Originally Answered: Time scale on time series analysis in microsoft excel?
In a blank column, for instance, to the left of your x-axis labels, put the year next to the first instance of a given year-- so to the left of "2008 25.1" put "2008". Do this for each year. So, let's say your current x-axis labels are in column B starting at B2 (2008 25.1, 2008 25.2, 2008 25.3....)
Then in A2, you'd put 2008, in A14, you'd put 2007 (or whatever the next year is). You can do this with a formula (put the following in A2 and fill all the way down as far as necessary):
=IF(COUNTIF( B2:B$1000, LEFT(B2,4)&"*")= 12,LEFT(B2,4), "")
or just do it by hand.
Then, assuming you already have a chart made, right click on the graph itself, go to Source Data..., click the Series tab, at the bottom in the box labeled "Category X-axis labels", enter the new source column for your x-axis labels. In the example above, it would currently read something like =$B$2:$B$361 and you would change it to read =$A$2:$A$361. It will now use the contents of Column A instead of Column B as the labels. This will of course put the year in the January spot for each year. If you wanted it to appear in the middle, you could try putting it in either the June or July spot and then playing with the formatting of the X-axis to get it to look right. You can do this by right-clicking directly on the line for the X-axis and selecting "Format Axis..." Note that you can also change the alignment of the labels (vertically, horizontally, etc.)
As a LAST resort if the above doesn't work for you, you can always eliminate the x-axis labels entirely and replace them with one long, thin text box (from the toolbar on the bottom of the screen) in which you then enter from left to right:
"1979 1980 1981 1982 ... ", Kind of primitive, but it will work if you're desperate....
OK, same principle. Your data are in column B. Your labels are in Col A. I assume you're making a line graph, right? With temp on the y-axis and year on the x-axis?
Erase your years in Col A and put this formula in the top row (directly to the left of the temp for Jan 1980):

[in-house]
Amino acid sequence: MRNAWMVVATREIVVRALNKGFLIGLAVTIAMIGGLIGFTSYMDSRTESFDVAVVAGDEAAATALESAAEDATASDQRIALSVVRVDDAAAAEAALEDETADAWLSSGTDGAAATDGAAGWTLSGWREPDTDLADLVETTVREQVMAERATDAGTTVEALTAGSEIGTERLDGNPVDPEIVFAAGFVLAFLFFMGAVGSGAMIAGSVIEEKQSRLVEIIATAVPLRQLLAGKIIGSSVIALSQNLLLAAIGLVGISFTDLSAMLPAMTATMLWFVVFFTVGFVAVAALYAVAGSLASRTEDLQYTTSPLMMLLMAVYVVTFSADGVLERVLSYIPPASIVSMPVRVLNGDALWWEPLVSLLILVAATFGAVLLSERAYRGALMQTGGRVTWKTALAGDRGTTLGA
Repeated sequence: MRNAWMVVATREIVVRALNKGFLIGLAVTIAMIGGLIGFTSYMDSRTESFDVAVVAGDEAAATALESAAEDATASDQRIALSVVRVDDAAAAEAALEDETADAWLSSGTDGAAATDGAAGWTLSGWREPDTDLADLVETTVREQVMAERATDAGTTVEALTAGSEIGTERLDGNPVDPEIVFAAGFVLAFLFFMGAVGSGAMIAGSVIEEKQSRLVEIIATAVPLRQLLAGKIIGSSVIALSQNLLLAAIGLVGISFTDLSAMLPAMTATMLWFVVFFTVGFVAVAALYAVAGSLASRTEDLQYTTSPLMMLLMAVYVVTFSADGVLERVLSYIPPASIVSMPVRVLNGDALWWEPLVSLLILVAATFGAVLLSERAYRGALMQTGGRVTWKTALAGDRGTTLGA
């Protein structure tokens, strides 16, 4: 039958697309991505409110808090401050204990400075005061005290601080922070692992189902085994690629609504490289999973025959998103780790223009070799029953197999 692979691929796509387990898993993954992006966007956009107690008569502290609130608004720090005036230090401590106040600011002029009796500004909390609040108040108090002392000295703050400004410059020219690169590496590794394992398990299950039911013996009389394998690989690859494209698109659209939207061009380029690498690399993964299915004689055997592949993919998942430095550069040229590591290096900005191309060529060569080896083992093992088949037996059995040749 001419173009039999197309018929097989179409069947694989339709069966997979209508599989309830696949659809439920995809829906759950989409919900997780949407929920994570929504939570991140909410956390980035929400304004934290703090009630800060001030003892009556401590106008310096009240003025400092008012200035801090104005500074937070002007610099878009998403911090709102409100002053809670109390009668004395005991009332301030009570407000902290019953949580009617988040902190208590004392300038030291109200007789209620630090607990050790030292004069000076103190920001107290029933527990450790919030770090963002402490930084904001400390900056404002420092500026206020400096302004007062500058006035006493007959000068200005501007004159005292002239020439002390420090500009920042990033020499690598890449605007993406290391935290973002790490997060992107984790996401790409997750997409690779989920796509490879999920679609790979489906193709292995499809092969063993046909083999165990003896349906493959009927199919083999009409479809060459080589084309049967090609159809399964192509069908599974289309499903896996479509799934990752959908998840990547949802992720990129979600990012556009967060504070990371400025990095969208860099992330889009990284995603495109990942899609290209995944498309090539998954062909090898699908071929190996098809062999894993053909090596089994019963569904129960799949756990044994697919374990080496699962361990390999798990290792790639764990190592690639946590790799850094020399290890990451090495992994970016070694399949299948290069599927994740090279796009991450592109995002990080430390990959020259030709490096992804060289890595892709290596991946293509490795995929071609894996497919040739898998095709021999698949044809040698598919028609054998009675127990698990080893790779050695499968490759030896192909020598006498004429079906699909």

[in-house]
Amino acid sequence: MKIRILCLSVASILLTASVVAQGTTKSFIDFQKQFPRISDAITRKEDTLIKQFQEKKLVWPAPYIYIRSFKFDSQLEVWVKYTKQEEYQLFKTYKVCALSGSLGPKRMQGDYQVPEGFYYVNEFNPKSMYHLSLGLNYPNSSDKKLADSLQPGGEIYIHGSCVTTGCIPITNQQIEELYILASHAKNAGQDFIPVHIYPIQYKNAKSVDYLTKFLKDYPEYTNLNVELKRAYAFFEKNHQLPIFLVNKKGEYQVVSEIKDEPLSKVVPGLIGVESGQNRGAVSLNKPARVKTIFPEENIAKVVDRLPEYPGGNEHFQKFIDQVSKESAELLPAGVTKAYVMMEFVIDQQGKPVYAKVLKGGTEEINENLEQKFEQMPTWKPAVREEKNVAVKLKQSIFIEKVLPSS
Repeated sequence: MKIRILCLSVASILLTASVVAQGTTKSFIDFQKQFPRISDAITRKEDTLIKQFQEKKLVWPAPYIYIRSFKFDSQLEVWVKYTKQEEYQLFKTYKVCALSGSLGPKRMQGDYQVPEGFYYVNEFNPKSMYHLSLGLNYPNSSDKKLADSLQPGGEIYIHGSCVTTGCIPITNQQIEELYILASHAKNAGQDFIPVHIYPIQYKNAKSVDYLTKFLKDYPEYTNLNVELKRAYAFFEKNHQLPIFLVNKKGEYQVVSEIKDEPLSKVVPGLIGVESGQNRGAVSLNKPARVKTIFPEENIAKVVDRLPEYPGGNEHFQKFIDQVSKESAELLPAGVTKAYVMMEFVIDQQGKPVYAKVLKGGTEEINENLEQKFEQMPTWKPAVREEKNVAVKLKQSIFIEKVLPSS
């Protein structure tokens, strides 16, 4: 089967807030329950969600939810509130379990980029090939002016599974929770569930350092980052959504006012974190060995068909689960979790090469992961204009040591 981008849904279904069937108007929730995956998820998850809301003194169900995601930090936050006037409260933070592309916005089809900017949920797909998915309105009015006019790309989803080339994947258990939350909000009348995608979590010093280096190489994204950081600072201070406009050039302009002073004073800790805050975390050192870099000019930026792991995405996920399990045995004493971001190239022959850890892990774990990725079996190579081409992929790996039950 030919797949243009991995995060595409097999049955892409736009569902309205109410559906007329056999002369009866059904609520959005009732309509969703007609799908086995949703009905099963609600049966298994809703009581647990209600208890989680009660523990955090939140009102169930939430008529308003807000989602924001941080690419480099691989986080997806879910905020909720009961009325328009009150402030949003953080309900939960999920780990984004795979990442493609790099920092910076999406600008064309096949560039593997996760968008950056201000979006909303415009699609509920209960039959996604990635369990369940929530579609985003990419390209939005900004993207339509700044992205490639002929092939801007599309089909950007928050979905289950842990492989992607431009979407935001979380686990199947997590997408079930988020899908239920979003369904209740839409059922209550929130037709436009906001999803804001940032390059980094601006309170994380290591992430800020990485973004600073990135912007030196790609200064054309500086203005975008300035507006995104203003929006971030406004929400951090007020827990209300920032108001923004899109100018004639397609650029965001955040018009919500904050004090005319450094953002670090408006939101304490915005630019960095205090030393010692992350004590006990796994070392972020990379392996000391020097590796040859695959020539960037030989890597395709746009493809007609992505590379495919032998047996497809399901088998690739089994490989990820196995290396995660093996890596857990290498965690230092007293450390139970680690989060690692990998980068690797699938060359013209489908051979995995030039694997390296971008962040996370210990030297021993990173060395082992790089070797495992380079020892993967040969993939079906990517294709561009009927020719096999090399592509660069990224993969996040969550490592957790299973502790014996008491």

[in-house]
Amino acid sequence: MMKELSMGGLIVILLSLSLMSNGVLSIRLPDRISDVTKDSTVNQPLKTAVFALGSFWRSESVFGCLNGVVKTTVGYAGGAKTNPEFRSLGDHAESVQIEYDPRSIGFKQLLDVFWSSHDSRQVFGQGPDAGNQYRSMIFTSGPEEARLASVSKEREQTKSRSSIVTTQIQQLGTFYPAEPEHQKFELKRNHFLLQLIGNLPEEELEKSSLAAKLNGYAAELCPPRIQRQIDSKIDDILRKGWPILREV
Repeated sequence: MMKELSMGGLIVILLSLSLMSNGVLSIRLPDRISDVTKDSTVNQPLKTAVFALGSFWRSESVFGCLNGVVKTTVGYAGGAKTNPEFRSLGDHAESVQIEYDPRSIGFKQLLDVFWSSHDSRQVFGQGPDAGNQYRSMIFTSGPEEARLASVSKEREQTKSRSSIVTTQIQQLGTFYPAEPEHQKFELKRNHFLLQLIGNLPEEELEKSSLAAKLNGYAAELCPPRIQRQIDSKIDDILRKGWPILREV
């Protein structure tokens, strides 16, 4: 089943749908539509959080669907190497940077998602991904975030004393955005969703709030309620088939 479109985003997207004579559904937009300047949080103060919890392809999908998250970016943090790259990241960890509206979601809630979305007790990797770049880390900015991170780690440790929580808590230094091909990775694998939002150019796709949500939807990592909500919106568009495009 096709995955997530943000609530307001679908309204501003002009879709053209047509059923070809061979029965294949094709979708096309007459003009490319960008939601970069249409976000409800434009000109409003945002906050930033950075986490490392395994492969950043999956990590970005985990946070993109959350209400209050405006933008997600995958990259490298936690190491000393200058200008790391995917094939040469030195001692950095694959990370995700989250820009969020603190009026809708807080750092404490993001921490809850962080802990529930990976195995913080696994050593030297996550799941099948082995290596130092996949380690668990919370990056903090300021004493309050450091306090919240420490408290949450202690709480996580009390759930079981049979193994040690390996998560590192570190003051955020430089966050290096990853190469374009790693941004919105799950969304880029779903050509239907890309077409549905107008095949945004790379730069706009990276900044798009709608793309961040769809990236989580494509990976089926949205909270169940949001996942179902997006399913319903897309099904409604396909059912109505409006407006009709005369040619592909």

=IF(MOD (ROWS($2:2), 12)-1=0, 1980+COUNT (A$1:A1),"")
Note this first cell should be cell A2 (I am assuming you have a column header, like "year" in cell A1.
Fill all the way down (through the temp for Dec 2008).
Highlight both columns of data (year and temp). Insert Chart as usual. After the chart appears, right click on the x-axis to format it as I described above, go to the Scale tab, change the "number of categories between tick mark labels" to 1. Click OK. You will need to stretch out the graph wide enough so the years are not all smashed together. You can also, under Format Axis..., change the alignment of the labels.
It doesn't make any sense to me that you're using an X-Y scatterplot based on what you've described. Your x-variable (time) is a completely independent ordinal variable. There is no expectation that TIME will vary with TEMPERATURE, only the opposite. An X-Y scatterplot only makes sense when you are looking to see if the X and Y variables affect EACH OTHER. For instance, if you have 100 people and you want to look for a relationship between BMI and # of years of education completed, an X-Y graph is appropriate. In your case, your 30 years (or 360 months) of data is equivalent to those 100 people; it's NOT equivalent to # of years of education. Here's the distinction: in my example 2 or more people may end up with the same years of education but different BMIs, or 2 or more people may end up with the same BMI but different years of education. In yours, however, it is impossible that 2 avg. temps will end up in the same month category; only the reverse. Unless you have some other variable you didn't mention, your data is best suited to a line graph.